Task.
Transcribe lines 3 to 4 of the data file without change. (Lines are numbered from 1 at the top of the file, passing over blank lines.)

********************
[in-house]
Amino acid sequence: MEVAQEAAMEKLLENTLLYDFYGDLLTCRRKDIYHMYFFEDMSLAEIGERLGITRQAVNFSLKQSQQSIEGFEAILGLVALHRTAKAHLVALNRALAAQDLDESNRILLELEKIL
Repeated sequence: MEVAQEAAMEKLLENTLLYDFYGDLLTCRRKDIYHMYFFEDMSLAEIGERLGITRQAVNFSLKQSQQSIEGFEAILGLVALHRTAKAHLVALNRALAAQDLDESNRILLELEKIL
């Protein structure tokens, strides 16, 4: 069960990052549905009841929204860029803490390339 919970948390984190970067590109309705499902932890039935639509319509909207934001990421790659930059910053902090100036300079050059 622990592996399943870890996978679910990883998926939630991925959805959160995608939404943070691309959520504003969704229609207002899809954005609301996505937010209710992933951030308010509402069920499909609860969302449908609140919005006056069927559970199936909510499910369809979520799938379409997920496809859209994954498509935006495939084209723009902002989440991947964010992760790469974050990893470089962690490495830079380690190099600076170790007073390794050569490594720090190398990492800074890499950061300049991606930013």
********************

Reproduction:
Repeated sequence: MEVAQEAAMEKLLENTLLYDFYGDLLTCRRKDIYHMYFFEDMSLAEIGERLGITRQAVNFSLKQSQQSIEGFEAILGLVALHRTAKAHLVALNRALAAQDLDESNRILLELEKIL
């Protein structure tokens, strides 16, 4: 069960990052549905009841929204860029803490390339 919970948390984190970067590109309705499902932890039935639509319509909207934001990421790659930059910053902090100036300079050059 622990592996399943870890996978679910990883998926939630991925959805959160995608939404943070691309959520504003969704229609207002899809954005609301996505937010209710992933951030308010509402069920499909609860969302449908609140919005006056069927559970199936909510499910369809979520799938379409997920496809859209994954498509935006495939084209723009902002989440991947964010992760790469974050990893470089962690490495830079380690190099600076170790007073390794050569490594720090190398990492800074890499950061300049991606930013």